Does the name Grace Nichols ring any bells?
To be honest, before I read Passport from Here to There, I had never heard of this highly rated and accomplished Guyanese born, British-naturalized poetess.
Her latest collection includes love songs to many people and things. In particular, many focus on her childhood growing up in Guyana and her return to her homeland as an adult.
The collection begins with a memory of her childhood self in “Rites of Passage”:
“If I were to meet the ghost
of my childhood running
with slipping shoulder-straps
and half-plaited hair
beside a brown expanse
of memorising water…”
I have never been to Guyana but I can just imagine Nichols as a young girl running along the coastline of one of its many rivers or the muddy Atlantic.
Then there are poems dedicated to her life in the UK but with a deep ambivalence from her days growing up in colonial Guyana. In “Tea with Demerara Sugar” she writes:
“I know your cost in tears, brown sugar, the bloody sweat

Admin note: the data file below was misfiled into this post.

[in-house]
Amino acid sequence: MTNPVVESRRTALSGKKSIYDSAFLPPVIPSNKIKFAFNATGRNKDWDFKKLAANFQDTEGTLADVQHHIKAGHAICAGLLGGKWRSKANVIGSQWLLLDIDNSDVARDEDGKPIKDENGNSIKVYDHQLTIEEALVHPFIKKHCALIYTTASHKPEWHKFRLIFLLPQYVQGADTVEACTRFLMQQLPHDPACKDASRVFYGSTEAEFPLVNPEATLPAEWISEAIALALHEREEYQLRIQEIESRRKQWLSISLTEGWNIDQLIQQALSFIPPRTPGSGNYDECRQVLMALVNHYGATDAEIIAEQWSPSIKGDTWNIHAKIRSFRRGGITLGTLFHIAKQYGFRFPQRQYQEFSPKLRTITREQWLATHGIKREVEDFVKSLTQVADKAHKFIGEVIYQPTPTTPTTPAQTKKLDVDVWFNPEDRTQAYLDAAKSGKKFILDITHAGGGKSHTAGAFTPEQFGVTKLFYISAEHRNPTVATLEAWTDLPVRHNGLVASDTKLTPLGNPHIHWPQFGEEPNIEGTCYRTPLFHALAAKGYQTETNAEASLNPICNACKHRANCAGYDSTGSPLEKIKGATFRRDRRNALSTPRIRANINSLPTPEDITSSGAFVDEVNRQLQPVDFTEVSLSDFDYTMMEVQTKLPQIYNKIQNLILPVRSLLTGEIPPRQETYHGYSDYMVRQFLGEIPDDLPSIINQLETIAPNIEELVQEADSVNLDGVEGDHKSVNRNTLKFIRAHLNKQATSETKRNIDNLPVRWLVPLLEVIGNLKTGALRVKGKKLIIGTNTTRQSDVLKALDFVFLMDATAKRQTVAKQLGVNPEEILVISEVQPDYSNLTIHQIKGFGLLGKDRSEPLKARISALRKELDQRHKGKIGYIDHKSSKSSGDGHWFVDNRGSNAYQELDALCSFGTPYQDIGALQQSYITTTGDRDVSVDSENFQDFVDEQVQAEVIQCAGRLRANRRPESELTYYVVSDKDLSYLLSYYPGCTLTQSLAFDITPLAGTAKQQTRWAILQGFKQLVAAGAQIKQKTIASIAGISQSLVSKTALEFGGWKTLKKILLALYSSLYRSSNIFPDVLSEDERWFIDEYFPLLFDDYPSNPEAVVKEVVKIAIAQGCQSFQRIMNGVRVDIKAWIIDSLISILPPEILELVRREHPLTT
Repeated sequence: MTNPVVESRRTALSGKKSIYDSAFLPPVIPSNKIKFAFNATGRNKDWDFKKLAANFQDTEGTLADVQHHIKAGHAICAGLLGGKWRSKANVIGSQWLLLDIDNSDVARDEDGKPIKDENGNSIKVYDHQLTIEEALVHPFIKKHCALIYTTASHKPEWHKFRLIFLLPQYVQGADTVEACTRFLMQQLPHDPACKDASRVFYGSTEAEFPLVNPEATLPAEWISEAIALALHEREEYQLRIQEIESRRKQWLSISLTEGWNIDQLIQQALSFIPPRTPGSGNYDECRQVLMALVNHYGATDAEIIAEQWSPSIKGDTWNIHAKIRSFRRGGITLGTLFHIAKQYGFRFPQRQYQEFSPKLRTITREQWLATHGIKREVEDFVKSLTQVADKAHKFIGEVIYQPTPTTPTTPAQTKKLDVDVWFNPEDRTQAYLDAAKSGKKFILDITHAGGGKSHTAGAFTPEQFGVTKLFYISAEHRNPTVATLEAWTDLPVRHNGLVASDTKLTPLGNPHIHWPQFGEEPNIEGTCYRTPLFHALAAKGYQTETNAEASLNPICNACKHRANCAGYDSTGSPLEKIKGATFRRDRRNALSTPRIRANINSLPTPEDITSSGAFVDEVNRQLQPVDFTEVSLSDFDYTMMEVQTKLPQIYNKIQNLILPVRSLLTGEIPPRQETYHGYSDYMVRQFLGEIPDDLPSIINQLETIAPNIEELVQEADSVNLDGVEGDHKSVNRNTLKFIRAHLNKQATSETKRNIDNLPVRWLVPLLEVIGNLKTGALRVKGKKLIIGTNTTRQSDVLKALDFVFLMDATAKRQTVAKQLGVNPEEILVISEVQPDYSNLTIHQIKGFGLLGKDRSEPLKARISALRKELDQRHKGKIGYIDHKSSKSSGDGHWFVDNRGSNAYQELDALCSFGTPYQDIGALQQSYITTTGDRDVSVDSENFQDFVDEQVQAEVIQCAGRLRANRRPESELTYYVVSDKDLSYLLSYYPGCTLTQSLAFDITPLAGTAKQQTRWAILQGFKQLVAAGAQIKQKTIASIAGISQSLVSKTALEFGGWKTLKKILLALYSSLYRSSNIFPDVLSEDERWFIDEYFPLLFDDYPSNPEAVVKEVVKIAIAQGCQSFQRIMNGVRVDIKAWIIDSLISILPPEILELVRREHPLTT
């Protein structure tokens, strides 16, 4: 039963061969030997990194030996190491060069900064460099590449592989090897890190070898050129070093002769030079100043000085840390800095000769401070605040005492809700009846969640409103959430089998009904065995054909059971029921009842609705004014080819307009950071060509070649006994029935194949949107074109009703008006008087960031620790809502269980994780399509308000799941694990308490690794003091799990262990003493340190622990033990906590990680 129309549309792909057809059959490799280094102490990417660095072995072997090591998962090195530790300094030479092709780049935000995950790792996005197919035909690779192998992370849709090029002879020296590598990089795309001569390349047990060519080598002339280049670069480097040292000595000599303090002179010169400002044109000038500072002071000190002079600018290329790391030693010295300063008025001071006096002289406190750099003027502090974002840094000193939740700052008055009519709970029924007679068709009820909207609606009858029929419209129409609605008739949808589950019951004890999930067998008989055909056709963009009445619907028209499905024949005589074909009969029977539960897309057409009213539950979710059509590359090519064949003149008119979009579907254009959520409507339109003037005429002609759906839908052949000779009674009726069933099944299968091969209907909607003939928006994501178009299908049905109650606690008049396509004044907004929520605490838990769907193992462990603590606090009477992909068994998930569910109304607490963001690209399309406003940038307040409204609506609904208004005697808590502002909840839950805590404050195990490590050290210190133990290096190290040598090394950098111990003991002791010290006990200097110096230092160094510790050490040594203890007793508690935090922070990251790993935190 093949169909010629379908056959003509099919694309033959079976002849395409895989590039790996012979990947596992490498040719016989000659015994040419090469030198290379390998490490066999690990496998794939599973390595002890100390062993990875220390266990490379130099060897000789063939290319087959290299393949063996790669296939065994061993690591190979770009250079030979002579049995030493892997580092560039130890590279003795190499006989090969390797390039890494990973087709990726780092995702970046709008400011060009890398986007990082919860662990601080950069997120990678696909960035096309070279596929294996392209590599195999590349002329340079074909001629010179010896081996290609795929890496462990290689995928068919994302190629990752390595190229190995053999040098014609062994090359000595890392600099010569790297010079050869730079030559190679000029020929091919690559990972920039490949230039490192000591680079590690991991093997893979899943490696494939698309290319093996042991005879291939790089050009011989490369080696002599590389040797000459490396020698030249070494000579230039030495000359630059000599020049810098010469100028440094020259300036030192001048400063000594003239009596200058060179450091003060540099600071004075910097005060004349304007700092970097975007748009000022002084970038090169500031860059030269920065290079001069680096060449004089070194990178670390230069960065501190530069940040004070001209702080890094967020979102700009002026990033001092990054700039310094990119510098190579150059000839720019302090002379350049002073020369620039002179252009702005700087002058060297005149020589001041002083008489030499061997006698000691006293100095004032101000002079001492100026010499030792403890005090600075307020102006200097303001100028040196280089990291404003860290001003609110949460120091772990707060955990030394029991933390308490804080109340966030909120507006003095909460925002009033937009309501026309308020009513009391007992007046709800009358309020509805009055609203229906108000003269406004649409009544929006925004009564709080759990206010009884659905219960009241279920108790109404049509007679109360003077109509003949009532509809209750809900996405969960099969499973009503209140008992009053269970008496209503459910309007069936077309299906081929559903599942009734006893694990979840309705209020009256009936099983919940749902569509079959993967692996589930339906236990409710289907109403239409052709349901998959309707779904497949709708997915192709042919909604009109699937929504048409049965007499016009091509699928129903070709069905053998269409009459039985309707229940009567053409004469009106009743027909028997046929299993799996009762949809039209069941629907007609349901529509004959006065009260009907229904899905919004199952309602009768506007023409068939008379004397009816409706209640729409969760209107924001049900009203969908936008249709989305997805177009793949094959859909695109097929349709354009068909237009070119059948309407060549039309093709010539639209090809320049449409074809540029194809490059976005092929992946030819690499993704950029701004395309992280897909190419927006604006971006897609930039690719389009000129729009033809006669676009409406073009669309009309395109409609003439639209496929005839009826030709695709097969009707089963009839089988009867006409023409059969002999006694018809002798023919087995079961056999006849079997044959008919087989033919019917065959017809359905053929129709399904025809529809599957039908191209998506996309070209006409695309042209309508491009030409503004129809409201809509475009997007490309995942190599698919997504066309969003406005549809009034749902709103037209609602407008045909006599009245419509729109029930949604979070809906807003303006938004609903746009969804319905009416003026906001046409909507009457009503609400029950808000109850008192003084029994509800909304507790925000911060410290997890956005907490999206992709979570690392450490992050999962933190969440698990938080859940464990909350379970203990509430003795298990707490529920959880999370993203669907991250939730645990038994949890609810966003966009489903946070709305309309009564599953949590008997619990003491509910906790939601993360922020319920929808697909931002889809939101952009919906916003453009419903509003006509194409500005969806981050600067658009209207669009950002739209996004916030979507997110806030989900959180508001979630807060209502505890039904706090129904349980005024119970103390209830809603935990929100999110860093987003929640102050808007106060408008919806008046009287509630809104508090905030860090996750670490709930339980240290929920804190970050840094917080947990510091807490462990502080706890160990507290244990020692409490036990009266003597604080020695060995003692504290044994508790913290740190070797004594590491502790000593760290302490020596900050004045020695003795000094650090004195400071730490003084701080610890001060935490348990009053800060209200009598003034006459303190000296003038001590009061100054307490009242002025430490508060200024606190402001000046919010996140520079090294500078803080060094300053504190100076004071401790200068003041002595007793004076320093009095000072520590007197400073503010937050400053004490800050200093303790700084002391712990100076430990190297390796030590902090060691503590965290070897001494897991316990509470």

behind each crystal grain – you whose shadow still haunts the sun…”
I can taste her nostalgia and joy as an adult returning to Guyana in “Landing”:
“The Liat plane dipping towards the rim of the Atlantic and the beginning of Georgetown sends the wings unfurling from my heart towards the city of my girlhood haunts...
Homing in to my first-time landing at Ogle, nothing can stop my Demerara smile
waxing wide as that sweetening estuary…”
Some of these poems were so good I had to read them twice.
DISCLAIMER: I received a copy of this collection from the publisher in exchange for my honest review.